Clinical Depression and Marijuana Use Among Sexual Minorities: Results from NHANES 2009-2012

January 29, 2017


Note: This very brief analysis is something fun that I mainly wrote to organize some thoughts and explore shower thoughts about something like waist circumference and marijuana use. This is not to be taken as conclusive science. See limitations at the end.


Similar to a previous post in revisiting projects to draft for journal submission, the NHANES data from the Centers for Disease Control and Prevention is a treasure trove of health data from social factors to biomarkers. It's an amazing study in that the CDC actually physically examines respondents in a mobile examination unit. Also amazing is the CDC maintains a running probability sample so that researchers can create population estimates. Very cool.


This exploratory analysis was inspired by a previous study where scholars found a negative correlation between BMI and marijuana use, which was somewhat counterintuitive to me. I often imagine people who smoke a lot of marijuana getting the munchies and eating Doritos Tacos Locos six times a day. However, perception is not always reality. That's why data exists!


NHANES has several modules. For our purposes, we will assemble Demographics, Mental Health Screening, Medical Conditions, Drug Use, Alcohol Use, and Sexual Behavior. I am going to conduct analysis of BMI at a later date.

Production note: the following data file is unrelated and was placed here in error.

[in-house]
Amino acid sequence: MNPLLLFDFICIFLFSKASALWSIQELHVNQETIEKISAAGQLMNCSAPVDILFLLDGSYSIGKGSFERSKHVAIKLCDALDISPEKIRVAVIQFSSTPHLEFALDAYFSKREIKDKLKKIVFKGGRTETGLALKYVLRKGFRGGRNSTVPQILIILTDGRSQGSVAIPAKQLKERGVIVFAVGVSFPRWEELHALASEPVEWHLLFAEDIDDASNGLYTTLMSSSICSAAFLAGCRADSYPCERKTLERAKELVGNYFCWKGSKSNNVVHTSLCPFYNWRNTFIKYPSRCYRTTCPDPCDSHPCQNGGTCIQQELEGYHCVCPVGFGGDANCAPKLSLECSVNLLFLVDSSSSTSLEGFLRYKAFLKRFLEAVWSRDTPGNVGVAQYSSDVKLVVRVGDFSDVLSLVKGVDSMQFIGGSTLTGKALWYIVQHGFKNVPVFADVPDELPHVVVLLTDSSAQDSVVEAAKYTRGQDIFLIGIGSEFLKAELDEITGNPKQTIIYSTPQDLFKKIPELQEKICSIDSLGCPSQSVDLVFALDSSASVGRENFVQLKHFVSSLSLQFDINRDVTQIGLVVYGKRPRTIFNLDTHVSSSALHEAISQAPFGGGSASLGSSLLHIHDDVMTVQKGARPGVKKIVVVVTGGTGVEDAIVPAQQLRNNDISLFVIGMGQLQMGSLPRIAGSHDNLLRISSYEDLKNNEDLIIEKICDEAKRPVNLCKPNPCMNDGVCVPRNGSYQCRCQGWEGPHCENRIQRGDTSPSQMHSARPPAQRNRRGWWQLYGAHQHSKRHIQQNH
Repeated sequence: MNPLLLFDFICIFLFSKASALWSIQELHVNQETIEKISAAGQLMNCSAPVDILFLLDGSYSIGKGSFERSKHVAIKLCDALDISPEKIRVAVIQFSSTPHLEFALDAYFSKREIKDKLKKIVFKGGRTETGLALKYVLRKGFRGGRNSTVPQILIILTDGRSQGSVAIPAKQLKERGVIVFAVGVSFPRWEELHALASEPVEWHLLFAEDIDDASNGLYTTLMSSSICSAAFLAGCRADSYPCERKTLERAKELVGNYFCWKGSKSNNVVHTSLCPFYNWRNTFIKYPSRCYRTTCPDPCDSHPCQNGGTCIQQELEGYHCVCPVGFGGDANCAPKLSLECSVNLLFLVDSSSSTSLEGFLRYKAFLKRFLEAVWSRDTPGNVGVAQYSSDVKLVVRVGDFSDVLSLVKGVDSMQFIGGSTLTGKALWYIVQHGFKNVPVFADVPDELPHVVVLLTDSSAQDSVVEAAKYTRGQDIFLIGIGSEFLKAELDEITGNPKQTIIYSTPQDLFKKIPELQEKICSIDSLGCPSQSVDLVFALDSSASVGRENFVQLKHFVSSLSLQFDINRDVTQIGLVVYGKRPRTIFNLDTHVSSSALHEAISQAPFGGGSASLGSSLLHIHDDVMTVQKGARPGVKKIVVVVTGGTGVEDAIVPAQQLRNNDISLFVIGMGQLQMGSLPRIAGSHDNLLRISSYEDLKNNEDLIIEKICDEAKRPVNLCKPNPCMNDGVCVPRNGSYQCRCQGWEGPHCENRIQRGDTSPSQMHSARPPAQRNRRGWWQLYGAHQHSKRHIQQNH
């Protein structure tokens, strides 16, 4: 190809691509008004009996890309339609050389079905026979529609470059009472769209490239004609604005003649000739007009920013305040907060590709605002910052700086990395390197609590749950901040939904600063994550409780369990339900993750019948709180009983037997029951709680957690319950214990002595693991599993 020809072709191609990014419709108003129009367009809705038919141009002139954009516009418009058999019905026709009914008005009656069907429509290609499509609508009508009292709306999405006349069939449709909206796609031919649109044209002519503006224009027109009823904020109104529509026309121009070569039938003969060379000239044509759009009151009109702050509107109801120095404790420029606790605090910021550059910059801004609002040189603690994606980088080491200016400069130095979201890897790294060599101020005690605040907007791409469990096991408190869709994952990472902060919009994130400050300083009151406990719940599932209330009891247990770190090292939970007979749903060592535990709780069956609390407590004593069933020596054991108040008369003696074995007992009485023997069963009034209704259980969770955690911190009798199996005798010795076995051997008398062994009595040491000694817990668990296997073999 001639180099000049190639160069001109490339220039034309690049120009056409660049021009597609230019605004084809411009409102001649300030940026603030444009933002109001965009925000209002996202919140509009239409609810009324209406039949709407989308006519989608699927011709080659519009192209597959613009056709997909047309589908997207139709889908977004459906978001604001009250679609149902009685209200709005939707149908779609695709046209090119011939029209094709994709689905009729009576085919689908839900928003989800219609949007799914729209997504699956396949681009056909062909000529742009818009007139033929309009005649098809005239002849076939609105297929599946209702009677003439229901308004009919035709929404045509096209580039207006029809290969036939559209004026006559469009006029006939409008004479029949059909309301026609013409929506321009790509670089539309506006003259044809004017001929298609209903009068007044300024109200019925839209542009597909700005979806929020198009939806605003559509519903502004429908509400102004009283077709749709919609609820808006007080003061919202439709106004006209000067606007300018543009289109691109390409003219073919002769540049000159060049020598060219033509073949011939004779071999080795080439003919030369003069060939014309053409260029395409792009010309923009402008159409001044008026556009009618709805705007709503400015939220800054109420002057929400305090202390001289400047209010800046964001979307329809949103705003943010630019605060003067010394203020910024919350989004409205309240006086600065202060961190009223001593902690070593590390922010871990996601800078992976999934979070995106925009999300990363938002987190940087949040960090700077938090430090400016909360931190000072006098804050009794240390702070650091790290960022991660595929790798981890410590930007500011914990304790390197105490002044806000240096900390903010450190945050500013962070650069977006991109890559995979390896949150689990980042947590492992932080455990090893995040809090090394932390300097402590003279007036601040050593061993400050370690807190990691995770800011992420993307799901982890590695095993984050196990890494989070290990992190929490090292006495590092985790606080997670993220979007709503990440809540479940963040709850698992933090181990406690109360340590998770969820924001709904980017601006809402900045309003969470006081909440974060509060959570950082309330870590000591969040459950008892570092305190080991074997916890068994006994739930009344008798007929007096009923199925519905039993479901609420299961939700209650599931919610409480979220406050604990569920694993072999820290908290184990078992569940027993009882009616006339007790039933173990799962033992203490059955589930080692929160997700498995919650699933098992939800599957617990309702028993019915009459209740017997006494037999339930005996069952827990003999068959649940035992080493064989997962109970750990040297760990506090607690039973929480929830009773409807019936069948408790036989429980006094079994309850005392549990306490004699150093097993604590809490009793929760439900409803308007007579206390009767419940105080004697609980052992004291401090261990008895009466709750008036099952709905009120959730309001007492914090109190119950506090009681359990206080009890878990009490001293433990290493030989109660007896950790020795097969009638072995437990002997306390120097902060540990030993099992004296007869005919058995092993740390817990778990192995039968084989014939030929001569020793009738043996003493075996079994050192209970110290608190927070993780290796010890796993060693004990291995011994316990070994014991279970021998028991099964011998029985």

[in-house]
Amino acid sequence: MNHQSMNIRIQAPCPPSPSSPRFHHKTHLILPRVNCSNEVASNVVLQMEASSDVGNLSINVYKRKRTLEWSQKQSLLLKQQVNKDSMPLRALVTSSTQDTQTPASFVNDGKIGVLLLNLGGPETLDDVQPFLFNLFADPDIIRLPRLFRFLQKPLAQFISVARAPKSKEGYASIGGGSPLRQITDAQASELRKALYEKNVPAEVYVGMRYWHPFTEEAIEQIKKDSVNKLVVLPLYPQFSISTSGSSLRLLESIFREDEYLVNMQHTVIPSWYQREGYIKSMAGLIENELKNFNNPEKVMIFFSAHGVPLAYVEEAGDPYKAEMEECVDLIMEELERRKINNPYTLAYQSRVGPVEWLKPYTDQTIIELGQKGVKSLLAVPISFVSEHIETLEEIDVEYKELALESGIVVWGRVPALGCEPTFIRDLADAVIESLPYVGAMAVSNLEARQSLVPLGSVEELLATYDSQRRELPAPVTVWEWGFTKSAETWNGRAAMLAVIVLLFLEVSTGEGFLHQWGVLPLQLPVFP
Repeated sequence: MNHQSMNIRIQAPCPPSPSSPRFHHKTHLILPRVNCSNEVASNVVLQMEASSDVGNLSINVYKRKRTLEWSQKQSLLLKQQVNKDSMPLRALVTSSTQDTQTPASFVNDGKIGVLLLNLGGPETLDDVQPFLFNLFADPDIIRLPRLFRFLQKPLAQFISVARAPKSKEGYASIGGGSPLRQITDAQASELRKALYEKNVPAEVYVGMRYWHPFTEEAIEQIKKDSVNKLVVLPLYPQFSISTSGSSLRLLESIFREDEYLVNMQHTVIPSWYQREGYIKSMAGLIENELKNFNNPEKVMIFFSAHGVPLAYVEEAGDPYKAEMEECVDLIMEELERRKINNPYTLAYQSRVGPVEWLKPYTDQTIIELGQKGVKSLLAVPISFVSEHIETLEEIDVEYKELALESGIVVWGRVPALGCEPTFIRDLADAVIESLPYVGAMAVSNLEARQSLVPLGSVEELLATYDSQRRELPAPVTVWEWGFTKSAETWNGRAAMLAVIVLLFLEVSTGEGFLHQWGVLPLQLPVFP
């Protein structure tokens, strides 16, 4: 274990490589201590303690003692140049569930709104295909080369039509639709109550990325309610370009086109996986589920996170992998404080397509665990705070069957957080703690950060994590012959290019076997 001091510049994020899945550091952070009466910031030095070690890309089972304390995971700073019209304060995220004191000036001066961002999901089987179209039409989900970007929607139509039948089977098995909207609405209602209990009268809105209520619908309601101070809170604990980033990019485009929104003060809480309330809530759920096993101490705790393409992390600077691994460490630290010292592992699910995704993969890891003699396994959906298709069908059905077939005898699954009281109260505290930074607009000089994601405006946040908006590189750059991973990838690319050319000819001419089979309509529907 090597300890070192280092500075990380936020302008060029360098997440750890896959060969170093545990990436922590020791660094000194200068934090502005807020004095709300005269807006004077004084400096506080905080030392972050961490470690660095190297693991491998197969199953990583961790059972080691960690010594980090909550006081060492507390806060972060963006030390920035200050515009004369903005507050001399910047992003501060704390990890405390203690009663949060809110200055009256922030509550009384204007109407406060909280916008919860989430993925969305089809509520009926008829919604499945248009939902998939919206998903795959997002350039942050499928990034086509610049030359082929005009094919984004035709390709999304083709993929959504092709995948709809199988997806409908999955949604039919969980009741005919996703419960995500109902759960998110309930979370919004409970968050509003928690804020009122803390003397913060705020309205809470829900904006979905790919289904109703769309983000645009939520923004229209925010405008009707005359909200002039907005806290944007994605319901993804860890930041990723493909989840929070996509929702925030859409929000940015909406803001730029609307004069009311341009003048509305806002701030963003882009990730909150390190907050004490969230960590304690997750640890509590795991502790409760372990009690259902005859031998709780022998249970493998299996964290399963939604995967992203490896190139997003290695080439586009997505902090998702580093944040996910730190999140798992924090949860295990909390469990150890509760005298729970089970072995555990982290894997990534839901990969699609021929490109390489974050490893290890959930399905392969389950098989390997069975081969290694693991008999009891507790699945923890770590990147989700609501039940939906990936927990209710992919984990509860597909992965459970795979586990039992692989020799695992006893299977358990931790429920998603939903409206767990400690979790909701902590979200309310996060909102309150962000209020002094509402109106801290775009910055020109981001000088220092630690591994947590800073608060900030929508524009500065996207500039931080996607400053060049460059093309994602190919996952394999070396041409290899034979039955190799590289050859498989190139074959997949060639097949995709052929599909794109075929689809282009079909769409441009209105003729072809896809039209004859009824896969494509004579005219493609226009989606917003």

Each module is available in two-year sets. Since we are looking at 2009-2012, the data must be merged and appended with special attention to changes in variables and their coding. As mentioned, NHANES uses a complex probability sample and survey design, so the data are weighted accordingly. 


A drawback here, however, is that these types of surveys typically do not have a large enough cell size of individuals identifying as a sexual minority. NHANES has a set of questions asking about sexual orientation. However, we are more interested in sexual behavior rather than identity. Thus, we use questions from the Sexual Behavior Module to identify men who sleep with men (MSM) and females who sleep with females (FSF).


We wind up with a sample of 5,048 individuals who took part in both the mental health screening and completed the sexual behavior module.

The data are examined for normality and missing data. We utilize a selector variable for those who were screened for depression at a CDC mobile examination unit (MEC) with weighting specific to that module.


To start the exploratory analysis, we look at depression. NHANES use the PHQ-9 depression questionnaire developed from DSM-IV criteria. It measures depressive symptoms having occurred in the past two weeks prior to the exam. It is constructed from nine variables in an ordered scale of 1 to 5 (no depression to severe depression).

We can then examine variation of depressive symptoms among our sample using a two-tailed t-test.

We already have an interesting result. Our dummy variables use straight men as a base group. Across the spectrum of depression, MSM are significantly different than the comparison group.